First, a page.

The triathletes of Team Ostomy United bring an unexpected challenge few of us realize or are aware of. An ostomy refers to a surgically created opening in the body to discharge waste - certainly not the easiest condition to talk about much less live with. But the members of Team Ostomy United are dealing with the delicate nature of their physical challenge while tackling triathlon.
Team Ostomy United was envisioned and created by Ted Vosk, half-marathoner, trial attorney, and ostomate. Read Ted's Story below. The Team will participate in the Lake Meridian Triathlon on Sunday, August 23. To date, over a dozen people have committed to the team, with a goal of recruiting at least a dozen more. Participation is open to all, with at least half of the team consisting of people who have had ostomy or continent diversion surgery.
To raise awareness of the condition and funding for education, many team members are fundraising as part of their race experience. They will create awareness and support two worthy 501(c)(3) organizations: The United Ostomy Associations of America and Youth Rally.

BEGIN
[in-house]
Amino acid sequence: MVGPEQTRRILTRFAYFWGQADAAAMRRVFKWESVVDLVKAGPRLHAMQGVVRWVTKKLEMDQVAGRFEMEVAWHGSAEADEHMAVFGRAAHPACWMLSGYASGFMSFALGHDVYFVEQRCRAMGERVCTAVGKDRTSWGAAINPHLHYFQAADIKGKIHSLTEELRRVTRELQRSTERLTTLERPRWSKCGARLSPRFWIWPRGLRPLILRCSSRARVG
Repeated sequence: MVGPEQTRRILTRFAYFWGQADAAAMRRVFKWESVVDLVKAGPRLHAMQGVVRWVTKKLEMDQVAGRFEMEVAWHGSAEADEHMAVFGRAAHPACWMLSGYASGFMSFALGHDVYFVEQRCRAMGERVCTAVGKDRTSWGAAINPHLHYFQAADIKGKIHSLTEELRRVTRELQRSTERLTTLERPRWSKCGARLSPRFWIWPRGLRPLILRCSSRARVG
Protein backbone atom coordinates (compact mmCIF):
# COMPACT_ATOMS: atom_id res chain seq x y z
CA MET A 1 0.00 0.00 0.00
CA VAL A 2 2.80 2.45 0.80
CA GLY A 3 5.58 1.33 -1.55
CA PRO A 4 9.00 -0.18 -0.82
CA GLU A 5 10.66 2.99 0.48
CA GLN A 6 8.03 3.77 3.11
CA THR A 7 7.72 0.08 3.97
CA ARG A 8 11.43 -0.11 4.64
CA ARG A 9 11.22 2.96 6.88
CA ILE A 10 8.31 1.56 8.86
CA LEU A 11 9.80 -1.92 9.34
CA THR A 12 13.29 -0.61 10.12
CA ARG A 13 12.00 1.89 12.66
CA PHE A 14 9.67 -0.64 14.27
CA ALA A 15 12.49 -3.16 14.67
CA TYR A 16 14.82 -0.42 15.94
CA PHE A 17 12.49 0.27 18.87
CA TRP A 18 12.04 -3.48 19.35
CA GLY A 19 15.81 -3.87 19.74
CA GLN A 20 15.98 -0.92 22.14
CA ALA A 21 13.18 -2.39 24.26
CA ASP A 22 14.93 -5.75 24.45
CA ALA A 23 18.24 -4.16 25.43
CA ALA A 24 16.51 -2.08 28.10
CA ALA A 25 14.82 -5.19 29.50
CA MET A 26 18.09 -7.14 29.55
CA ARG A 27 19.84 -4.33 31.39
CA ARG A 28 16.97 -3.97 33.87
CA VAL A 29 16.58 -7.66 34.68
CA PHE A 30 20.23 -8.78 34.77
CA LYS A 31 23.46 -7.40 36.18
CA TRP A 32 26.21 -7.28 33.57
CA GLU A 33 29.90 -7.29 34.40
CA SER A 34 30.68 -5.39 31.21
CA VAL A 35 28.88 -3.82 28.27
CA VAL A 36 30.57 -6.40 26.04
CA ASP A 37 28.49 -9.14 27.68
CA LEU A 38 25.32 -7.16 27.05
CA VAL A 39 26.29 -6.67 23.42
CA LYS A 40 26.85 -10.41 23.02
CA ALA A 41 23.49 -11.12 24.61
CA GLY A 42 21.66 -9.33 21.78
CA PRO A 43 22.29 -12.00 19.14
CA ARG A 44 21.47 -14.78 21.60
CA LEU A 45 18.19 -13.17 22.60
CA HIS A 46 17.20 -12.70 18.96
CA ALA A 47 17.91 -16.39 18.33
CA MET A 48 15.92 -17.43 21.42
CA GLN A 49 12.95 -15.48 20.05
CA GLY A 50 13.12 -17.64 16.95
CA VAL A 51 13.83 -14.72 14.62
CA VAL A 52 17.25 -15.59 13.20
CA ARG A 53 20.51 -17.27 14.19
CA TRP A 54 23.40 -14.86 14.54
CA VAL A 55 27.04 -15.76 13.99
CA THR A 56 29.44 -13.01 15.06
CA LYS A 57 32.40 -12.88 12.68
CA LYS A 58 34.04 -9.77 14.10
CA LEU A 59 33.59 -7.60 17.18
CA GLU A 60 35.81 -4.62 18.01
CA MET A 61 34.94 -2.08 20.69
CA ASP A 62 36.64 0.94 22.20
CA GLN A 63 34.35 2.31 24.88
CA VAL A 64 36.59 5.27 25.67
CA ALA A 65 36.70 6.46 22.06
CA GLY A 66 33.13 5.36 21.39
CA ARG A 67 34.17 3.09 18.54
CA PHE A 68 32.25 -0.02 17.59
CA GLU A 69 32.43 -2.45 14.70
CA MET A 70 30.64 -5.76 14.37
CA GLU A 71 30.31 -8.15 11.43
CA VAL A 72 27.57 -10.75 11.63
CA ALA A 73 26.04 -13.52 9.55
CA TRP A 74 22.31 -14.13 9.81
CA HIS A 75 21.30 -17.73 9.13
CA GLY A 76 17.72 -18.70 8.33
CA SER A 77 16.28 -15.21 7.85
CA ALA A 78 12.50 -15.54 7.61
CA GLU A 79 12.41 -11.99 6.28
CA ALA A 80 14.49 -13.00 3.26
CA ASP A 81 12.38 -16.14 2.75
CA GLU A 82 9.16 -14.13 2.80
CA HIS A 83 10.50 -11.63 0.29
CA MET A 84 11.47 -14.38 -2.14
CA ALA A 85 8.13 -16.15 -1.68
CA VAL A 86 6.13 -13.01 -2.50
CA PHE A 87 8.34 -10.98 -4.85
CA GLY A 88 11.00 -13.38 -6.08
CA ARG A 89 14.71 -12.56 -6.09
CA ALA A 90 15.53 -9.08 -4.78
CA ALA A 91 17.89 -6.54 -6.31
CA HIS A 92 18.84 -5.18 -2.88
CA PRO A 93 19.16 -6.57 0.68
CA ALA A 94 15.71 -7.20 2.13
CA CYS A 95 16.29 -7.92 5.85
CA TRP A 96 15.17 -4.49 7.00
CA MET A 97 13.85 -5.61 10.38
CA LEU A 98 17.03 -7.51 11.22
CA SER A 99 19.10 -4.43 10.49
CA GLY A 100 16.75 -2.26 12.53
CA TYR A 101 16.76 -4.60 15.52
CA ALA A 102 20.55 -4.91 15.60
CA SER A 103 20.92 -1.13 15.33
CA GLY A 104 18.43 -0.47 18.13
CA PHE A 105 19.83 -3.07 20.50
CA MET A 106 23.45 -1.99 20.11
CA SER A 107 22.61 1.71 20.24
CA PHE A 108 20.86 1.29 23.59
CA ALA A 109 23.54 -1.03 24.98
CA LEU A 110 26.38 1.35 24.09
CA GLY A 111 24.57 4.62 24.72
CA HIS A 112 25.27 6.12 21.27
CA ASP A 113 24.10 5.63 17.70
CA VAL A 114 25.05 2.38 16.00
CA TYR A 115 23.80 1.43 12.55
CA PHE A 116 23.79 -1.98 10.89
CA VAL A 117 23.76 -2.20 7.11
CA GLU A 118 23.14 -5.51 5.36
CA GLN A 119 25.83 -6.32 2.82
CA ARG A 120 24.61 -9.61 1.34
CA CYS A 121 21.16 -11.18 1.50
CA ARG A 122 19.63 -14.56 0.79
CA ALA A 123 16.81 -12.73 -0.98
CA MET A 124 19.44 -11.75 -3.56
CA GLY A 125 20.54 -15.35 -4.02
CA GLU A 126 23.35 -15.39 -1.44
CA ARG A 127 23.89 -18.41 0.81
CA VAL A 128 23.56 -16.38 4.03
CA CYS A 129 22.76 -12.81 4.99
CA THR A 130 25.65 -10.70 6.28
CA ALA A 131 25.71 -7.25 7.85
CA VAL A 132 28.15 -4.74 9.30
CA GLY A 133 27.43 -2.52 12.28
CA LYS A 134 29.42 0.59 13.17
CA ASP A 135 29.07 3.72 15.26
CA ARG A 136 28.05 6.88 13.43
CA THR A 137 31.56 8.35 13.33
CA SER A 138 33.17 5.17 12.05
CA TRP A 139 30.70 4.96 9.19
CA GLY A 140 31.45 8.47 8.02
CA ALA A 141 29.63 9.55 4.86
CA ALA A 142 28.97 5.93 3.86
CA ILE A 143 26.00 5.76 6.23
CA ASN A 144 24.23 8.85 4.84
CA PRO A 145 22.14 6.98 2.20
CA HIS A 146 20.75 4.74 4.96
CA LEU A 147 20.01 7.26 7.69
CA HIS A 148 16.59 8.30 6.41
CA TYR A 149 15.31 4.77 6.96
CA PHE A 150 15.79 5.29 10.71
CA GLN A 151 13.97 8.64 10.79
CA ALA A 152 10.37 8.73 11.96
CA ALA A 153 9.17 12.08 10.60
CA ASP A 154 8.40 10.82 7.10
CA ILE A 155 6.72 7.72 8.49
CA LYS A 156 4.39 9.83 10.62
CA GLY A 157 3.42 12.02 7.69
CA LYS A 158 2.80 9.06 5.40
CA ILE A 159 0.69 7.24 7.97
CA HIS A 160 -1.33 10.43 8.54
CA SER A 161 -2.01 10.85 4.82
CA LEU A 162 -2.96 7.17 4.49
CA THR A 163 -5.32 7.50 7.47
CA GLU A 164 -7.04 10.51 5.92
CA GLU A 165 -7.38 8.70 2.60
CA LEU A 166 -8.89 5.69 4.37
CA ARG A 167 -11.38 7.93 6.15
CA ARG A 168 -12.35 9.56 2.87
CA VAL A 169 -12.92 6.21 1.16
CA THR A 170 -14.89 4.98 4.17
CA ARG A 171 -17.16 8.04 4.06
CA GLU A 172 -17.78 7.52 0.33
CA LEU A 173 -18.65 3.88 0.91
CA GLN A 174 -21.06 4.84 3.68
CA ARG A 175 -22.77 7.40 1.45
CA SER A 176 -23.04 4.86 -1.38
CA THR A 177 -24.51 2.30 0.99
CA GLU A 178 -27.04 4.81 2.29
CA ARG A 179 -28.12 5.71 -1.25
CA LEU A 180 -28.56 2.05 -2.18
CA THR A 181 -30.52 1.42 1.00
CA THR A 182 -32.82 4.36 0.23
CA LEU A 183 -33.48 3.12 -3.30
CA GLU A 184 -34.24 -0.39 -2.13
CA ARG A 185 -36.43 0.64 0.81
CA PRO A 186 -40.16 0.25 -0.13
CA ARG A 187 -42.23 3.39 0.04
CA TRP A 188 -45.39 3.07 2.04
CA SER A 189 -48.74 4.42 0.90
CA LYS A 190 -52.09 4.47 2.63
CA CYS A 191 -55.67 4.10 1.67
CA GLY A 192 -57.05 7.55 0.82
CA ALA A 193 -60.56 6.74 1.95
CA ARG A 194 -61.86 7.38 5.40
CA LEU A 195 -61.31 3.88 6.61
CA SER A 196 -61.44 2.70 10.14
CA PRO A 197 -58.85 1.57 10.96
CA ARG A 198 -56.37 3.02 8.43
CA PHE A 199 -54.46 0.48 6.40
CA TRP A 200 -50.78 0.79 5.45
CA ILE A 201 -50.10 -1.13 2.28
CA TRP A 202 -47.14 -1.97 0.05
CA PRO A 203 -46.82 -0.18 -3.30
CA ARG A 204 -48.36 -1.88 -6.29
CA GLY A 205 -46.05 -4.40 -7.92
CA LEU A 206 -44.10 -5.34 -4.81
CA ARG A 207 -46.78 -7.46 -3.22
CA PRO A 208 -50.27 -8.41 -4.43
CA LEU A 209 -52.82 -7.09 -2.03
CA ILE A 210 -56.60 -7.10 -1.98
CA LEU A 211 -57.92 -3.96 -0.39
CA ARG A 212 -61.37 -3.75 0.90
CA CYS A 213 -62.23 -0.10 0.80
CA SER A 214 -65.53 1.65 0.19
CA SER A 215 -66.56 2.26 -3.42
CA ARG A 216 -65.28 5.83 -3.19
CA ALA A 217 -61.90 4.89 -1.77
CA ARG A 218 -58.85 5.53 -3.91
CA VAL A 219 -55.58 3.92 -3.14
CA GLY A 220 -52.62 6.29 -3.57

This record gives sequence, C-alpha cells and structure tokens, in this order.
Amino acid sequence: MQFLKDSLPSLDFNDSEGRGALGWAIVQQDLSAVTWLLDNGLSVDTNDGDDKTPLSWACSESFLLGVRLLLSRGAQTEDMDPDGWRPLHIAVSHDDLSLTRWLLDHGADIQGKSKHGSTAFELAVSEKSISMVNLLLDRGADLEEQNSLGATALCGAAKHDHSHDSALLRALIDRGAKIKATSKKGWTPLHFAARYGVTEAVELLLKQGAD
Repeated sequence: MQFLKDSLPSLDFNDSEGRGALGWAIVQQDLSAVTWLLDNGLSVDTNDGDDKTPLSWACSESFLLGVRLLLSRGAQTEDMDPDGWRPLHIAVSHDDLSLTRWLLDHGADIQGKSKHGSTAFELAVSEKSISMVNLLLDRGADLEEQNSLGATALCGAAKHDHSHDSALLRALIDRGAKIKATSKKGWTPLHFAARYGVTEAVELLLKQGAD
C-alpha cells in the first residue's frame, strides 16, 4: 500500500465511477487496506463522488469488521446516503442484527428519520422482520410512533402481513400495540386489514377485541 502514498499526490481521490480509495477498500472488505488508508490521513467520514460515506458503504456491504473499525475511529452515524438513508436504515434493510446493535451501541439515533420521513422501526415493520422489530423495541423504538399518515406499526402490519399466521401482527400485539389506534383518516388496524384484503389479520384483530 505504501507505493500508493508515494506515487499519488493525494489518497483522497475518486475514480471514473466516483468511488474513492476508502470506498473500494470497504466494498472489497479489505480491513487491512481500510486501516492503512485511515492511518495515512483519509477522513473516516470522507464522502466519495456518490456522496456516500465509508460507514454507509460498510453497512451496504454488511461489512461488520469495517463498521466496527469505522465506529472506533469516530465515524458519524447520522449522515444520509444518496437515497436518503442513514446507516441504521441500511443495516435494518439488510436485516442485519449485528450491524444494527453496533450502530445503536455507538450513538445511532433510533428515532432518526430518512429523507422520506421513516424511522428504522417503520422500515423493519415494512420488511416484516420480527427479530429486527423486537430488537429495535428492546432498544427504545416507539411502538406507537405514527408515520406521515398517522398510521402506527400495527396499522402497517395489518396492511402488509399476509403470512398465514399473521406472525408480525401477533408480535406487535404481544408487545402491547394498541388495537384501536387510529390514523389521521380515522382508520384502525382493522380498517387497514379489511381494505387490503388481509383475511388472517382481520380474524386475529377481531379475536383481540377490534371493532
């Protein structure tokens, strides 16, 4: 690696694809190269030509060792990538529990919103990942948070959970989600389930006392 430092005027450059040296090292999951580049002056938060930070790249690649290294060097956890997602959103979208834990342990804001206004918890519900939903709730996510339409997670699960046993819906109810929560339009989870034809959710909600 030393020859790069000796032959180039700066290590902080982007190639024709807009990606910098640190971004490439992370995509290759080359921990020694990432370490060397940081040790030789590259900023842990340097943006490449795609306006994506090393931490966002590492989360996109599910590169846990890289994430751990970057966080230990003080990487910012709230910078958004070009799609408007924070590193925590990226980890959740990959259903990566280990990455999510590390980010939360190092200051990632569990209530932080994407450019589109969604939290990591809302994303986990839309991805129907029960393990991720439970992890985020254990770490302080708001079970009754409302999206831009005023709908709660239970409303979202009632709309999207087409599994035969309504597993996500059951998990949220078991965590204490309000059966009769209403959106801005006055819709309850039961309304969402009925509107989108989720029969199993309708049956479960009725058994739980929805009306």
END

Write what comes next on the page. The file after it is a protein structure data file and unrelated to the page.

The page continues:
Surviving and Thriving - Ted Vosk
A few years ago severe Crohn’s disease caused my small intestine to begin scarring up and blocking food from passing through me. Unable to eat, I lost over 60 pounds, becoming so weak and frail that my doctor told me that I would need surgery and an ileostomy or I would likely die. I told him that I would rather die than have an ileostomy. My wife vetoed that decision and I ended up getting surgery the summer of 2012.
After a month in the hospital with repeated complications, I returned home looking like a concentration camp survivor. I was so weak that my legs trembled when I stood and I could barely walk 50 yards down the sidewalk in front of my home. Things seemed so bleak that I cried myself to sleep every night feeling hopeless, scared and wishing that I had simply died on the operating table.
My wife stood by me, however, and helped me to fight my way back. She shared with me stories of others who had been forced to get ostomies but yet refused to quit on life. Their rise to greater heights than I thought possible was the inspiration I needed. So I used the strength I had and walked the 50 yards down the sidewalk in from of my house with the goal that I would one day again be able to run. And within 6 months I was able to fully run two half-marathons on back to back weekends to help raise money and awareness for those with Crohn’s and Colitis.